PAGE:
A Social Economic Review on The Kings’ Tart
The Kings’ Tart, Jean-Baptiste Greuze (1774)
The Kings’ Tart by Jean-Baptiste Greuze (1774) provides us with a symbolic scene from the feast of Epiphany or Three Kings’ Day. Initially, a French cake was baked and served with a hidden pea inside of it for this feast. The person who finds the pea is declared as “the king” of the evening and had to bring the cake for the next year’s feast. Towards the end of the 19th century, the pea, la fève, hidden in the cake, was replaced with a small porcelain object. In New Orleans, Mardi Gras Festival, many Kings’ Cakes are baked during the Epiphany feasts with small baby toys hidden in them symbolizing the baby Jesus. Through a short examination, this famous Kings’ Cake can be seen in the painting. The following social and economic observations can be made through Epiphany feasts’ concepts and the original date of the painting.
Once looking at the painting, one can understand that the family portraited was not within the nobility. By focusing on the background, the absence of the wallpaper and the old walls with an ordinary dining set unfolds how wealthy the family is, which is not much. The head of the family sits on a fancy black chair, which is different than others. Finally, right in the middle of the painting and the table, there is a last piece of the tart. Most of the family members in the painting look at this last piece keenly, even though most of them still have and had their own piece of tart. According to the tradition of the Epiphany, this last piece is called “the share of God” and saved in the end for a poor guest.
The painting was finished in 1774, which was the previous year of the Flour War, which is composed of several riots in the spring of 1775 and considered a passage to the French Revolution. The king was responsible for supplying his subordinates, peasants, with bread. Due to the 1774’s harvest not being enough with already existing flour supplies, a rise in the bread prices got ahead of this responsibility. Hence, peasants without their main food supply rebelled against the regime. When zoomed in to the white bundle of cloth the man holding, chunks of bread can be seen in his hands. The household ignores the bowl with steams above it that the boy is holding on the upper right corner, thus presumed a lack of nutritious food supply. With the last piece of Kings’ Cake on the table and the forgotten apples on the floor, the only supply of food are the bread pieces.
The shortage of food supply is obvious. According to François Quesnay’s the Tableau Économique (1758), agriculture supplied raw material to the industry, while industry supplied agriculture with money and equipment . The peasants’ gainings covered just the amount of their living costs since most of the income was given to the landlords as rents. That caused a small change in bread prices to create that much of a reaction in 1775. In France, people with soil to till got wealthy while other classes were affected conversely, causing economic inequality, eventually leading to the French Revolution. Quesnay proposed taxation on landlords to avoid this inequality. The landlords are the final stop of production as spenders of all the produced goods while contributing nothing to the whole process.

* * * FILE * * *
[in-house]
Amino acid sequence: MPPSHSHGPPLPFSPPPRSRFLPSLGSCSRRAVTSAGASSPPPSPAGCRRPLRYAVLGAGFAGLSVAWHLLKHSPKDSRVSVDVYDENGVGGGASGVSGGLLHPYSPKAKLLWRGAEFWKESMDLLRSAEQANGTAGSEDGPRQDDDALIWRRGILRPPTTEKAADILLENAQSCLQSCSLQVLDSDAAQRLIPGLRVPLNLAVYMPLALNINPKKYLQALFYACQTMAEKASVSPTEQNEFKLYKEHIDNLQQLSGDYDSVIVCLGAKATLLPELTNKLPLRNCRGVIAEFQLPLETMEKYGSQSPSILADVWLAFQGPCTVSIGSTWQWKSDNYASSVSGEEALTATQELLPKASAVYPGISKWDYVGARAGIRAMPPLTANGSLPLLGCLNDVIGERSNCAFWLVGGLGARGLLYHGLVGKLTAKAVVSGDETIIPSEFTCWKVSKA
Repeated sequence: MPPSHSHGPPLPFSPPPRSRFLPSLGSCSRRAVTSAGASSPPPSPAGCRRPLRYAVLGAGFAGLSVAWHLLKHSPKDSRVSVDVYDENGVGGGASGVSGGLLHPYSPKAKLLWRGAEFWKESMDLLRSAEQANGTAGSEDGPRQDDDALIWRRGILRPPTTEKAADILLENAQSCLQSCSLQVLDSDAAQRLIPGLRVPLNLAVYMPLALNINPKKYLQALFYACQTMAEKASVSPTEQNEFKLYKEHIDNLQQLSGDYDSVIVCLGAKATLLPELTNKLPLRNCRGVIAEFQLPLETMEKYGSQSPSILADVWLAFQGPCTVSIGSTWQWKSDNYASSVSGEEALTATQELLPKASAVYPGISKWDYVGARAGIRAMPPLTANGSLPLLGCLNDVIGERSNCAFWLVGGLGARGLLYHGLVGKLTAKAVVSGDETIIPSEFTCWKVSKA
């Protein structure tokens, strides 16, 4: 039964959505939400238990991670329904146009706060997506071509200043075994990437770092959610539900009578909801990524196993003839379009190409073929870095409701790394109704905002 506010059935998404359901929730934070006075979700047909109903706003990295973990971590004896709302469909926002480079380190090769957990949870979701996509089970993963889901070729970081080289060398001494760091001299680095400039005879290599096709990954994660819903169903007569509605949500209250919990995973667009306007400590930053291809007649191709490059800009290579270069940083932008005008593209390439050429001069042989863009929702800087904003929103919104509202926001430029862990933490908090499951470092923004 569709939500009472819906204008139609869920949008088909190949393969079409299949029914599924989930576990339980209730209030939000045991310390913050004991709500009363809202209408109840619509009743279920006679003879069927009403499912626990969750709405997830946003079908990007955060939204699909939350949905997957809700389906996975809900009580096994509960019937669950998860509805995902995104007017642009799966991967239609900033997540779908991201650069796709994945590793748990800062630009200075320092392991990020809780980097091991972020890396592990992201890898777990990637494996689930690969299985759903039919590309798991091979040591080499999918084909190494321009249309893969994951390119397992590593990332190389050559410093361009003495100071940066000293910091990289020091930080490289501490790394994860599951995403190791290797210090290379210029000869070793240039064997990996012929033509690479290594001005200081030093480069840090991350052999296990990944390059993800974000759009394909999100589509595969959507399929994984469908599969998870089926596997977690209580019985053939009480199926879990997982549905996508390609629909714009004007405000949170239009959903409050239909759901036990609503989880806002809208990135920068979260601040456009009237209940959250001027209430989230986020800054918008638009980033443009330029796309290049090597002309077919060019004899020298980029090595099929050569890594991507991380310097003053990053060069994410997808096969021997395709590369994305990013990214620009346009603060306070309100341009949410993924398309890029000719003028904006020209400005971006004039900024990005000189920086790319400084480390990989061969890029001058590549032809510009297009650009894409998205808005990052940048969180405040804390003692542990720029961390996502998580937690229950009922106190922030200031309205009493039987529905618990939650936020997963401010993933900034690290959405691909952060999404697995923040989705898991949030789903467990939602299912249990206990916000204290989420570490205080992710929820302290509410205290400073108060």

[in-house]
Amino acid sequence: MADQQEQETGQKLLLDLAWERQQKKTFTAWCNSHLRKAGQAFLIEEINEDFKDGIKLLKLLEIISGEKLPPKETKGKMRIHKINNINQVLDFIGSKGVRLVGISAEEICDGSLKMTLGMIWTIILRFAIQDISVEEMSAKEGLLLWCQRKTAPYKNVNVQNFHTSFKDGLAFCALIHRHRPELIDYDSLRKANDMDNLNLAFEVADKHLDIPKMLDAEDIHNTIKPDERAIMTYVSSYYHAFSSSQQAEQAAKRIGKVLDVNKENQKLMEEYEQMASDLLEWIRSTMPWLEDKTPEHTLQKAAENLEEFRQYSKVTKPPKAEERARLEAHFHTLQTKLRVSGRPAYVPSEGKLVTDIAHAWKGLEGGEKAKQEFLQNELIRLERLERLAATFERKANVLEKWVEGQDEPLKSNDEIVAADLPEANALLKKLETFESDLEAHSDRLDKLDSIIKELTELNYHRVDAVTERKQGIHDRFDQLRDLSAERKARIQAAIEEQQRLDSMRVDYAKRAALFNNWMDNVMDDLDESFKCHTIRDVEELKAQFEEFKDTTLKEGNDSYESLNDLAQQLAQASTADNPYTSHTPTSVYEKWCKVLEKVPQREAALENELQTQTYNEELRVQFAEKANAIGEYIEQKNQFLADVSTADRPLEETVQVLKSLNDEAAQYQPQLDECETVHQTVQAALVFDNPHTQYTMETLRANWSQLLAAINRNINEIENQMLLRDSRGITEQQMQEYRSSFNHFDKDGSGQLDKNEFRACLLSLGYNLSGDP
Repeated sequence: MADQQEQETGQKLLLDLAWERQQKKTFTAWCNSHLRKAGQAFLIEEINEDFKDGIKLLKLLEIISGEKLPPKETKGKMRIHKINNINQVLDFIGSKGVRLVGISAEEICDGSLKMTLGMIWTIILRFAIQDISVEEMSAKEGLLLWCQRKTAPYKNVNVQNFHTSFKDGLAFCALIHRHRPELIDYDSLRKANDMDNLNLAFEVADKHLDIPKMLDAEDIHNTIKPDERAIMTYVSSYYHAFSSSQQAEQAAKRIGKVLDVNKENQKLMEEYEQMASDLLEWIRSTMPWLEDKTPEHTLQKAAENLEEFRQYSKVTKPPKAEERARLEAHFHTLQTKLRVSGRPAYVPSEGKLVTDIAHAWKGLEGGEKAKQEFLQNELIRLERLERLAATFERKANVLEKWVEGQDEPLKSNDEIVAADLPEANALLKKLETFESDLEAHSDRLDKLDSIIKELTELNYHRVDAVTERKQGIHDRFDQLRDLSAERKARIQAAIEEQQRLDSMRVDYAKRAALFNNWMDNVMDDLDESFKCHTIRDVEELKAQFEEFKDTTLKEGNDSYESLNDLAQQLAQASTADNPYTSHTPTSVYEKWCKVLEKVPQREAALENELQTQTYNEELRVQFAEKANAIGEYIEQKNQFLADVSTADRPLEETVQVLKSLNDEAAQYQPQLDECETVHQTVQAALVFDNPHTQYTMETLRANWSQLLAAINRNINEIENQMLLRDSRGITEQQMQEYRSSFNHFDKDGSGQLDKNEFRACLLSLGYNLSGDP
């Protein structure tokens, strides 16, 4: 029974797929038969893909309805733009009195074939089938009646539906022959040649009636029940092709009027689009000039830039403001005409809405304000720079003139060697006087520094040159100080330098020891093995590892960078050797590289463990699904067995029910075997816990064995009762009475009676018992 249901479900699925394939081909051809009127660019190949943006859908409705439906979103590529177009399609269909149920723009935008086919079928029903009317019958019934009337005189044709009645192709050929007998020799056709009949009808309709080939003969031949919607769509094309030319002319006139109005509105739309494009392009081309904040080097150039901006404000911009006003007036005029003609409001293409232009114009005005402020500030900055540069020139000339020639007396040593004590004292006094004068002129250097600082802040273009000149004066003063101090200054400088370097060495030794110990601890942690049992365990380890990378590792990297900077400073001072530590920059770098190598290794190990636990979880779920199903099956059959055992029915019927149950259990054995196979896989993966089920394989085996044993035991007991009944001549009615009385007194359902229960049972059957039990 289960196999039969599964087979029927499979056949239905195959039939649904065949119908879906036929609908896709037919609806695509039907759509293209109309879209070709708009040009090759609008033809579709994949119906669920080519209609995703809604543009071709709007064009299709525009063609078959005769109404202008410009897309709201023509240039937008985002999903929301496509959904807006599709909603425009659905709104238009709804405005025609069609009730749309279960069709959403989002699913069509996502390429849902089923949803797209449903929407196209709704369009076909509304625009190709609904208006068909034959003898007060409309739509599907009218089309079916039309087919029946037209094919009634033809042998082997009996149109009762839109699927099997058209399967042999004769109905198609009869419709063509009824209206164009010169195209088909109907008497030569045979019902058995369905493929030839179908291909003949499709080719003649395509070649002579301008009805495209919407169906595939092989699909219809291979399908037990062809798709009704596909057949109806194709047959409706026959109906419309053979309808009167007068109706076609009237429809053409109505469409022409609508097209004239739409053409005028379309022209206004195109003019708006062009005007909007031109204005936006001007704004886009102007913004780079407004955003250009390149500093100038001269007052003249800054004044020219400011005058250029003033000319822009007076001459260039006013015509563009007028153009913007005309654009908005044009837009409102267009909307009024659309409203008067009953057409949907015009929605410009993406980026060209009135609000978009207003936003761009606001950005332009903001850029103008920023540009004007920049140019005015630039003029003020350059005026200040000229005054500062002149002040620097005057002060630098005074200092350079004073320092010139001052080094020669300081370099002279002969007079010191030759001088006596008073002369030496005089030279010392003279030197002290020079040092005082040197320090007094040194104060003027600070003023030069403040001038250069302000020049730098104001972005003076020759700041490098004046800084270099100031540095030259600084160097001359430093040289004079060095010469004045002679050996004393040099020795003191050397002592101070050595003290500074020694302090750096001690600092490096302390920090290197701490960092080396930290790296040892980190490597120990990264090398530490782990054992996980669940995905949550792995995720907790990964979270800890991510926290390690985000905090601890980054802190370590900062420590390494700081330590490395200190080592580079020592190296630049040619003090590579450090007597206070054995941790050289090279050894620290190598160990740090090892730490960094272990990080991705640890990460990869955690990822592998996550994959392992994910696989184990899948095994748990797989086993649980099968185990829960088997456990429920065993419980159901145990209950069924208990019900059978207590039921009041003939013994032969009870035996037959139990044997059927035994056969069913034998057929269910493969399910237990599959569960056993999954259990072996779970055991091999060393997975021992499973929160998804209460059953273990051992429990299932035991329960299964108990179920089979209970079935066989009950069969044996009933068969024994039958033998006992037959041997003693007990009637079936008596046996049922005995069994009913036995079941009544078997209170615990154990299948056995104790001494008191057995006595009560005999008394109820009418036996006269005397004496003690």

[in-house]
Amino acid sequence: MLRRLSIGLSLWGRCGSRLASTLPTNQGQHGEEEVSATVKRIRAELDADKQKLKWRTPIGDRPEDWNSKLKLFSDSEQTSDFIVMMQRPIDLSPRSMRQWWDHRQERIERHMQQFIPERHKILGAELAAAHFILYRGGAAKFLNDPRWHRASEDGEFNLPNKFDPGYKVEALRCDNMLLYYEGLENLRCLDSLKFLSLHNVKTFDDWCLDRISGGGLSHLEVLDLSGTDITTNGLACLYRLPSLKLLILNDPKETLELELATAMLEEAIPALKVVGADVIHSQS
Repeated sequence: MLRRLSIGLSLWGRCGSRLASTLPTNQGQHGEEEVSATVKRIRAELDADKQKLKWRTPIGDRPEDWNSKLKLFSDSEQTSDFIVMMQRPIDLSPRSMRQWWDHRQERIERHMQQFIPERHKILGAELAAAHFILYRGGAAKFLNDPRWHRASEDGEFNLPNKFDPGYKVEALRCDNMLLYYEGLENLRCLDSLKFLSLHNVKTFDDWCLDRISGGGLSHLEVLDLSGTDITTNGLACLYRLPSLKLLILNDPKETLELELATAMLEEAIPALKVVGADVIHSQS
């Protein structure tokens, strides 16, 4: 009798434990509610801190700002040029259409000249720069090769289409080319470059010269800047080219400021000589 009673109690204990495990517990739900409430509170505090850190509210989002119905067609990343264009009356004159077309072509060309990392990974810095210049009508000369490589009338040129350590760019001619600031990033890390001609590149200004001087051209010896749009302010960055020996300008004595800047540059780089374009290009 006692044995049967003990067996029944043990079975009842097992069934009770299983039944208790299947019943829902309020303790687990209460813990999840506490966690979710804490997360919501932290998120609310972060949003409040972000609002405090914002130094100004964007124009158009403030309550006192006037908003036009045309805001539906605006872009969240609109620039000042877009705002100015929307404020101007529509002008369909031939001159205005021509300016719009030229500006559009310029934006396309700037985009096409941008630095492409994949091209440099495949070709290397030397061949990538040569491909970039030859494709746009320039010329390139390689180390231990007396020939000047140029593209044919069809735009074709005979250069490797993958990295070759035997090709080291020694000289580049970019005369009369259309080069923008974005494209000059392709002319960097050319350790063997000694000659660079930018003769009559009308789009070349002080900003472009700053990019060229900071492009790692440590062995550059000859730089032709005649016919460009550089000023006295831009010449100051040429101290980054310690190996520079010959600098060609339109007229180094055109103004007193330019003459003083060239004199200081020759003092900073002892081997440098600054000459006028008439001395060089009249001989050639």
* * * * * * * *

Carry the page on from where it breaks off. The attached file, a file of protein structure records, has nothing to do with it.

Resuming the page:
The work of Quesnay was further extended in the works, such as the theory of price, of Anne Robert Jacques Turgot, who was Louis XVI’s Controller and General of Finances during the earlier mentioned Flour War. Turgot overcame the riots by setting fixed prices to suppliers and serving the affected population with the food supplies from the wealth of the palace. Another review about this painting can be done through Denis Diderot. In his work Encyclopédie (1752), Diderot expressed his belief about the government’s main interest, which is its own people’s well-being. In the light of the previous events mentioned above, such as the French Revolution and the Flour War, the reality was far away from Diderot’s belief. Not so surprisingly, his work and belief were rejected by many, including Anne Robert Jacques Turgot.
A general final look at the painting can show the effect of the Epiphany feast can be interpreted as a brief moment of joy in a period of distress among the common people’s daily lives or a distraction from the existing social structure causing them the distress all along.
- Quesnay, F. (1758). Tableau Économique.
- Diderot, D. (1752). Encyclopédie.
- Kurz, H.D. (2016). Economic Thought: A Brief History. Columbia University Press.
- Tsoulfidis, L. (2010). Competing Schools of Economic Thought. Springer.
 Kurz, H.D. (2016). Economic Thought: A Brief History. Columbia University Press.
 Tsoulfidis, L. (2010). Competing Schools of Economic Thought. Springer.